CMES Research Seminar – Rethinking Environmental Security. The Lessons Learned from the Middle East.

Kaveh Madani, Yale University, gives a talk on Rethinking Environmental Security: The Lessons Learned from the Middle East.

Abstract

The attention to the topic of environmental security is on the rise in the 4D (Development, Disaster, Diplomacy and Defense) circles. We have enough evidence to have no doubt that the unsustainable use of natural resources, environmental degradation and climate change can lead to poverty, hunger, inequality, injustice, public health problems, unemployment, migration, tensions, violations of human rights, conflicts, terrorism, violence, and even wars.

Based on the conventional understanding of the environmental security concept, human/national security problems can be avoided by addressing environmental degradation and climate change.

Presenter

Kaveh Madani is an environmental scientist, educator, and activist with expertise in environmental security and analysing complex human-nature systems. He is currently a Visiting Fellow at the MacMillan Center for International and Area Studies of Yale University and a Visiting Professor at the Centre for Environmental Policy (CEP) of Imperial College London.

Please visit CMES event page for more information about speakers, abstracts and registration for seminars. We hope to return to hybrid and physical seminars once the infection rate of COVID-19 has decreased.

CMES Research Seminar – The Missing Sense of Peace [in Syria and Yemen]. Diplomatic Approachment and Virtualization during the Covid-19 Lockdown.

Isabel Bramsen and Anine Hagemann present their article “The missing sense of peace [in Syria and Yemen]: Diplomatic approachment and virtualization during the COVID-19”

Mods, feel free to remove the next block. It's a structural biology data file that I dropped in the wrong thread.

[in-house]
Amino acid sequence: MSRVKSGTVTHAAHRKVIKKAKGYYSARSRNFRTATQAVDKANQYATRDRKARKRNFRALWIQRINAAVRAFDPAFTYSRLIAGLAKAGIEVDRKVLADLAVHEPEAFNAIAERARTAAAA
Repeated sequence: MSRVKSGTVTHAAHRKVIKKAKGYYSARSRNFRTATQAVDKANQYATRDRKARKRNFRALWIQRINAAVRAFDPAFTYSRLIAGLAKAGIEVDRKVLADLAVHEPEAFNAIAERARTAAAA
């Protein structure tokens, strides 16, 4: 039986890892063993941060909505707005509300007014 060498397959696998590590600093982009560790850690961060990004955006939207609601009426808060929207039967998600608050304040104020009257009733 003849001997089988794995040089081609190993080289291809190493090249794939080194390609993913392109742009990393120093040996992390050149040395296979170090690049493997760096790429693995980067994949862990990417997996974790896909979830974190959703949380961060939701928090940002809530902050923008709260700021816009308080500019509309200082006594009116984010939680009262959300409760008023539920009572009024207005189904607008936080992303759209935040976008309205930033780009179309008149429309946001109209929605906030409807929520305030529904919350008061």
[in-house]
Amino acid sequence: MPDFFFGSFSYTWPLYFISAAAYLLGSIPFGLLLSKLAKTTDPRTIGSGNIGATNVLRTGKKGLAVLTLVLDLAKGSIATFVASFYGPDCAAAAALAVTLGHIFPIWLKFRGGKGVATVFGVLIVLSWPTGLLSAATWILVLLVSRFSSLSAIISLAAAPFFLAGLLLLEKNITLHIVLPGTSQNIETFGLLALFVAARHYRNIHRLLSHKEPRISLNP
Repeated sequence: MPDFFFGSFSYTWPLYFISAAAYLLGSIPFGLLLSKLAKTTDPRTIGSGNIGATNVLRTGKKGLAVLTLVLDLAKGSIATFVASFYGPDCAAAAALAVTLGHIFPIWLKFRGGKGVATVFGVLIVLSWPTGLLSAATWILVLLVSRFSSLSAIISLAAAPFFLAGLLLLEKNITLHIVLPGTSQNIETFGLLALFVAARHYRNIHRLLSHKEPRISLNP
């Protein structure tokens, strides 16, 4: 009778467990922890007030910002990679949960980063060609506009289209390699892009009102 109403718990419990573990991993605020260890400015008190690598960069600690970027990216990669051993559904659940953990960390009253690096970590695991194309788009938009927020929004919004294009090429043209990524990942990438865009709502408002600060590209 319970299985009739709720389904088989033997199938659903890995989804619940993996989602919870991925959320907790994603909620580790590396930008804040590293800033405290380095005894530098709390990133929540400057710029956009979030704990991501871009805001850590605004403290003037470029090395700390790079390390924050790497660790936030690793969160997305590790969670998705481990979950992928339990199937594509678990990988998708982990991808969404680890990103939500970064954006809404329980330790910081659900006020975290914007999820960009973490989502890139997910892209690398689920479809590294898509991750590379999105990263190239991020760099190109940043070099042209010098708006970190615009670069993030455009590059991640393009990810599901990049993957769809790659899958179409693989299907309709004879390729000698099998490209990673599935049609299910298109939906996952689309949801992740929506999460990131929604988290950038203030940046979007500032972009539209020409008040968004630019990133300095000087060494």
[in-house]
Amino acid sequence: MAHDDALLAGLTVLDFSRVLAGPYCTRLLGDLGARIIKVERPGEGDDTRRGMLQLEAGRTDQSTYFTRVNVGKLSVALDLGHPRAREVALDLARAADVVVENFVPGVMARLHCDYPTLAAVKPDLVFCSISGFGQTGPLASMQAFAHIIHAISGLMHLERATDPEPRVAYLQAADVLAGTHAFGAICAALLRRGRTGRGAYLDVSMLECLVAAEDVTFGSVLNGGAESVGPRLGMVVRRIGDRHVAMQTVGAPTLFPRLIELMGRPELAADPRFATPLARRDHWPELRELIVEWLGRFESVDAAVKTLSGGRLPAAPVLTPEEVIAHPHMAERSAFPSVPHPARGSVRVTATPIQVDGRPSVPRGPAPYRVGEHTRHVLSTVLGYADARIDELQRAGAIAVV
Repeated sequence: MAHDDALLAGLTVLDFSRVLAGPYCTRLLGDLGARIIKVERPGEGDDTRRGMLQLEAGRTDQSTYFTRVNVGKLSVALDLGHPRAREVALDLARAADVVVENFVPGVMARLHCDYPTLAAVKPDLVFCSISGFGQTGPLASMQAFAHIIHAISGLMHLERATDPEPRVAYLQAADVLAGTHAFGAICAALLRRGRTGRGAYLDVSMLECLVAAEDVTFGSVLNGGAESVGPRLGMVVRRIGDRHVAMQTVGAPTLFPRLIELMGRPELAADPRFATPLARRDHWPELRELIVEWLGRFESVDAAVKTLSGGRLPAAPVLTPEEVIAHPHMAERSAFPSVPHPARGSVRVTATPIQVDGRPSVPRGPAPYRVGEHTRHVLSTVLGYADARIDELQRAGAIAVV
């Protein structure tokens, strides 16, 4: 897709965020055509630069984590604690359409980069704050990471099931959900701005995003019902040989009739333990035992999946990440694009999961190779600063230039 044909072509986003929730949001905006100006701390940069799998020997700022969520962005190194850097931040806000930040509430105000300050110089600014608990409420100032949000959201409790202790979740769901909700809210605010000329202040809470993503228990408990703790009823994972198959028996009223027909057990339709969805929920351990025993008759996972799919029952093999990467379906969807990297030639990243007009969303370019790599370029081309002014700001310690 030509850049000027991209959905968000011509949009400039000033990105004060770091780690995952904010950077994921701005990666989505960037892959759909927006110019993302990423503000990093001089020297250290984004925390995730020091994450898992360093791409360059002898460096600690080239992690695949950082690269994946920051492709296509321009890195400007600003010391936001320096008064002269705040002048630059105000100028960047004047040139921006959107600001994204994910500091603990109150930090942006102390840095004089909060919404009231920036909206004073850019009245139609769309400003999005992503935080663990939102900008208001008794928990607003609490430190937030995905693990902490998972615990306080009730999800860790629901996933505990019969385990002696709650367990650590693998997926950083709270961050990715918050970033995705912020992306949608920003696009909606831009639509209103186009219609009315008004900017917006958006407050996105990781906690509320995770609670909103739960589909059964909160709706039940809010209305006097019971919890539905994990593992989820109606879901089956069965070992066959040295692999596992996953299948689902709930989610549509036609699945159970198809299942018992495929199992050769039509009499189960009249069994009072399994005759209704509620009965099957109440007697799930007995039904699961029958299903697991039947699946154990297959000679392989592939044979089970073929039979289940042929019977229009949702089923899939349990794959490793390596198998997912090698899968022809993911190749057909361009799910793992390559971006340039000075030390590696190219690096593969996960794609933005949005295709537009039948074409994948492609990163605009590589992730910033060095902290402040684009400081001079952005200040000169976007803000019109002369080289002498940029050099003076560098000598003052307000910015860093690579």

Abstract

With the unprecedented COVID-lockdown in 2020, many peace diplomatic efforts turned virtual. This represented a temporary loss of many of the usual practices of peace diplomacy and provided an opportunity to examine virtual diplomacy as all that was lost; the importance of physical face-to-face meetings. Based on interviews with parties and mediators involved in the peace processes of Syria and Yemen we analyze the affordances of virtual and physical meetings respectively.

Particularly, virtual meetings condition peace diplomacy in terms of broadening accessibility, putting confidentiality at risk, allowing for higher frequency of meetings, often disrupting interaction, but also in some instances equalizing it. Physical, meetings on the other hand allow for bodily presence, for spending extended periods of time together, for reconciliatory interaction and creating informal space.

Most importantly, the transition to virtual meetings demonstrated the missing sense of peace, a notion we develop to capture the visceral dimension of physical meetings, conceptualized to include understanding, togetherness and trust. We argue that neither virtual nor physical diplomacy should be discarded and discuss strategies of how to work around the missing sense of peace in virtual diplomacy and the potential of hybrid solutions exploiting the potential of both formats.

Presenters:

Isabel Bramsen (PhD) is Associate Senior Lecturer at Lund University, Department of Political Science and postdoctoral researcher at the Centre for Resolution of International Conflicts (CRIC), University of Copenhagen. She has published several articles on nonviolent resistance, violence, conflict resolution, emotions and the micro-sociology of peace and conflict. She is co-author of International Konfliktløsning (Samfundslitteratur 2016) and Addressing International Conflict: Dynamics of Escalation, Continuation and Transformation (Routledge 2019).

Anine Hagemann is a PhD candidate at the University of Copenhagen, on leave from the Danish Ministry of Foreign Affairs. Her research focuses on peacebuilding, Protection of Civilians, women’s involvement in peace negotiations and Nordic peace collaboration. She is interested in practice-relevant research and is a Danish diplomat with extensive field experience. She is co-author of New Nordic Peace (Nordisk Ministerråd 2019).

Please visit CMES event page for more information about speakers, abstract and registration for seminar. We hope to return to hybrid and physical seminars once the infection rate of COVID-19 has decreased.